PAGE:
Virgil Hunt, the "founding father" of
Photo by Wilbur Tague Photography
In this 2002 file photo, Gerry Stroman (third from left) received the Virgil Hunt Staff Service Award. With her were (left to right) Nancy Hunt, Bill Hunt and Virgil Hunt, the first administrator of the IU Kokomo Extension Center, along with IUK Chancellor Ruth Person. Virgil Hunt died June 8 at age 92.
Virgil Hunt’s impact on education in north central Indiana a legacy that continues on campus in many ways
IU Kokomo, died June 8 in Indianapolis at the age of 92.
A memorial service for Hunt will be held tomorrow (June 26) at 10 a.m. at Meridian Street United Methodist Church in Indianapolis. There will be a memorial service later in the year on the Kokomo campus.
Hunt served as the Kokomo campus’ first director from 1945–56, then moved to IU Indianapolis to become dean. In 1966, he was named the first registrar of the IU Medical Center. He retired from that post in 1976, ending a 43-year career in higher education and 33 years with IU.
IU Kokomo presented Hunt an honorary degree in 2003, honoring his work for and interest in the campus and the Hunt family’s continued support. "Mr. Hunt’s work in beginning what is now a campus of nearly 3,000 students has made it possible for thousands of individuals to receive a degree from IU Kokomo," said Ruth Person, chancellor of IU Kokomo. "Virgil Hunt is our founding father, and was a close friend and adviser to me. We mourn his passing but celebrate his long and distinguished life dedicated to education."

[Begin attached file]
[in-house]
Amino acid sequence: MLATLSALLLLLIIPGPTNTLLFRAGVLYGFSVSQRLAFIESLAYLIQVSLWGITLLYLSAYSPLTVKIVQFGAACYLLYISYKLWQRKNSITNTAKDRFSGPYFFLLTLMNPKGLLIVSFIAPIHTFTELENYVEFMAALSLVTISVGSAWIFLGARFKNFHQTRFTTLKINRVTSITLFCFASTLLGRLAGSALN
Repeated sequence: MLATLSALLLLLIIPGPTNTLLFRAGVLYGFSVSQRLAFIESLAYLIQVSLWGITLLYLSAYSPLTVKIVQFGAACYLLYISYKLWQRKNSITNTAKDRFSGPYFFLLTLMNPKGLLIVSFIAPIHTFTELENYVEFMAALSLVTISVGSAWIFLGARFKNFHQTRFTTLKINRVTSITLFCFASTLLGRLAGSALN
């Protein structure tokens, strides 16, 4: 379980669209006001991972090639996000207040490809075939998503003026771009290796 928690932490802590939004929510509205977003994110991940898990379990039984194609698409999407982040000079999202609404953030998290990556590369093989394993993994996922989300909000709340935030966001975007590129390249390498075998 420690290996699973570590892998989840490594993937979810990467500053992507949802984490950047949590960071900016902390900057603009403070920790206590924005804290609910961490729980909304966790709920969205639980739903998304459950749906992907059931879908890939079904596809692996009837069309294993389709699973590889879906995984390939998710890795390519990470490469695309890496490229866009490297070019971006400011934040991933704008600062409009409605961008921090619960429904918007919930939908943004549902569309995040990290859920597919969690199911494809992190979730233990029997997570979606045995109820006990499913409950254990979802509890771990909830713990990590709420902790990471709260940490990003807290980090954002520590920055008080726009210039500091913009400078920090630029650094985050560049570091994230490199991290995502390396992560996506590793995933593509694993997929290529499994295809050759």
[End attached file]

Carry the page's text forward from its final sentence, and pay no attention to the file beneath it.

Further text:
A native of Oakland City, Hunt earned bachelor’s and master’s degrees in chemistry from IU and taught chemistry and science at colleges in Arizona, Kentucky and Danville, Ind., throughout that decade. It was at Central Normal College in Danville that Hunt also began working in administration, eventually serving as the youngest college president in the country from 1940–43.
During World War II, he was a preflight training instructor for a U.S. Air Force program at Butler University and a physics instructor for U.S. Army at IU Bloomington. He worked as a research physicist at a U.S. Navy laboratory at Johns Hopkins University from 1943–45.
Responding to returning GIs’ desire for higher education, IU adopted Kokomo Junior College as an IU extension center in 1945, and appointed Hunt as the center’s first executive secretary (later director).
The extension center grew from 188 students in 1945 to more than 700 students when he went to the IU campus in Indianapolis in 1956. "Single-handedly, he secured facilities, support, funding and most important, students," said Robert Roales, chairperson of the Department of Natural, Informational and Mathematical Sciences at IU Kokomo. Ron Harper, president of the Community Foundation of Howard County, called Hunt "the educational entrepreneur who convinced more than one generation of north central Indiana residents that they could indeed receive an Indiana University education.
"Those students, their communities and IU are all winners because of Virgil’s efforts," Harper said. In 2002, the Community Foundation presented Hunt its highest philanthropic honor, the David Foster Award for Lifetime Achievement.
During his 11 years as director of the IU Kokomo campus, Hunt also taught chemistry courses. Last fall, the campus named Hunt an honorary chairperson of an endowment initiative, aimed at providing perpetual funding for the maintenance and replacement of science education equipment.
The Hunt family has funded the Virgil Hunt Service Award, which honors IU Kokomo faculty and staff members who take an active role in the university and community; the Virgil Hunt Fellowship in graduate education; and the Virgil and Elizabeth Hunt Scholars Program, which assists IU Kokomo students majoring in science or science education. In February 2002, the new science building at IU Kokomo was named Virgil and Elizabeth Hunt Hall, in recognition of a major gift from Hunt’s son and daughter-in-law, Bill and Nancy Hunt of Indianapolis. The gift remains the largest single donation ever received in the campus’ history.